You also need to review all your investments along with your spouse. With a bigger family comes bigger responsibility and the first thing on the list should be insurance. Your life cover should be at least 10 times your annual income. This should be for both you and your spouse. A life cover for your spouse will be even more critical if your spouse is not working. It is better that you take your total family income into account while determining your insurance needs. Life insurance shouldn’t be your sole insurance coverage. With escalating health costs, health covers could save you a whole lot of money.
Take the case of Sharan Sridhar, 44, who works in a stock broking firm in Delhi. He and his wife had taken out health policies for all members in the family. So, when their 20-year-old daughter was hospitalised due to abdominal problems, the policy they took out a couple of years prior helped meet the medical expenses. The policy taken for his in-laws also proved useful. They used it when his father-in-law’s eyes had to be operated on. Note that individual policies might be a bit expensive. Consider a family floater in this case. You can even opt for a health rider in your life insurance policy. A critical illness policy for your spouse is essential, especially if he/she is not working. Insurance premiums can help you save on taxes as well. Make use of them by taking out policies for your spouse and parents.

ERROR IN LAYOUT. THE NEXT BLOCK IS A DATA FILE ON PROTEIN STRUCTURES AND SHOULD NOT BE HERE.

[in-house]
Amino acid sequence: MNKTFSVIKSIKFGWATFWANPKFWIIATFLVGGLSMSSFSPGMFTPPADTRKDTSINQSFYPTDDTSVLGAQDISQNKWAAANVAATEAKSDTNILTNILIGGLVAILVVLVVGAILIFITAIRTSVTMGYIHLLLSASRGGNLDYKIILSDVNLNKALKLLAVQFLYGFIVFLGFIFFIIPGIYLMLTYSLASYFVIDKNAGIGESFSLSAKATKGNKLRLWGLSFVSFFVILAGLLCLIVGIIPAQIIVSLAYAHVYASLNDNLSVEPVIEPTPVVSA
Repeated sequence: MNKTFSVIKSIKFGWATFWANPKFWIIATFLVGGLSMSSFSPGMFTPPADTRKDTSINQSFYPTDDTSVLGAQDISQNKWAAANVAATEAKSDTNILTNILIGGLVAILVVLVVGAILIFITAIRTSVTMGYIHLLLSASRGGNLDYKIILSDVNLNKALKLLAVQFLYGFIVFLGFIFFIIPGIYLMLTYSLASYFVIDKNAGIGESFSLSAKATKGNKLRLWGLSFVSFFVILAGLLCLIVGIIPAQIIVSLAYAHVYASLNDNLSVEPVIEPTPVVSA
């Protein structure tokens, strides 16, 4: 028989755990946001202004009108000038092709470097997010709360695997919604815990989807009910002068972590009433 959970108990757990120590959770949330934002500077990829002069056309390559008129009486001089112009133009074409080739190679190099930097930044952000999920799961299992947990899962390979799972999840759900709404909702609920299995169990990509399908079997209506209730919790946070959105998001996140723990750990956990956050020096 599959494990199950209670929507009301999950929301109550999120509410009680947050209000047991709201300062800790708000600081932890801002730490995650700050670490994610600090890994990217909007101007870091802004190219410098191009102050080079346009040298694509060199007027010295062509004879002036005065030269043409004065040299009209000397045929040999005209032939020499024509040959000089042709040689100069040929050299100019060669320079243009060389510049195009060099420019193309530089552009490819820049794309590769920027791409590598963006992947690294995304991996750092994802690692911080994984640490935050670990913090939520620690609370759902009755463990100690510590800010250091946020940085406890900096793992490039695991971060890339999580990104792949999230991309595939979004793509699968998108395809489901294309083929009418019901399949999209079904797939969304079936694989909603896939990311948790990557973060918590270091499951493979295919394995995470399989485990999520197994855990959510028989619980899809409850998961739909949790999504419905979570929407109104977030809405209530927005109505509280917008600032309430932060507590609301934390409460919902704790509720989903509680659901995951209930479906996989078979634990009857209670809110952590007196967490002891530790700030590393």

If you are a double income family, you could save taxes efficiently. Ideally, between the two of you, the one with the higher income could invest in tax-saving tools such as Mutual Funds, while the other could invest in instruments with higher returns and lower taxation. If you decide to have separate tax files for you and your spouse, you both could individually be entitled to the basic exemption limits, progressive tax rates and various deductions. It is always better this way. Buying a house will also help you both save on taxes. Apart from the usual Home Loan interest deduction, if both of you own a house each, you can consider them as self-occupied with no annual value. There will be no wealth tax implications if each of the spouses has a house of their own. In case you are a home-maker, don’t fret. You could also help your spouse save taxes. If your spouse gifts you any assets or income, it will be taxed in the hands of your spouse. However, if your spouse loans you money, there are no tax implications.
Apart from insurance and tax planning, it is important to plan for your retirement as well. You must make a detailed estimation of your expenses and income. You need to project your future expenses and account for inflation before and after retirement. This is the first step to your retirement planning. Take into account the age of you and your spouse as well as when you plan to retire. Retirement planning becomes even more critical if you are a housewife because you are dependent on your spouse’s income and savings.
You must always review investments and expenses along with your spouse. As is obvious, if you and your spouse are in agreement, there won’t be any blame games in case the decision ends up being wrong. In case you both have different ‘money’ personalities when it comes to spending, you could follow this rule. Keep the expenses that your spouse doesn’t like, low. For example, if you like shopping and your husband doesn’t, ensure that you stick to inexpensive purchases. You can restrict your purchases to small ticket expenses. And when it comes to big-ticket spends, discuss them with your spouse before making them. After all, keeping your family’s best interests in mind is more important in the long run and will ensure a ‘happily ever after’ for both you and your spouse.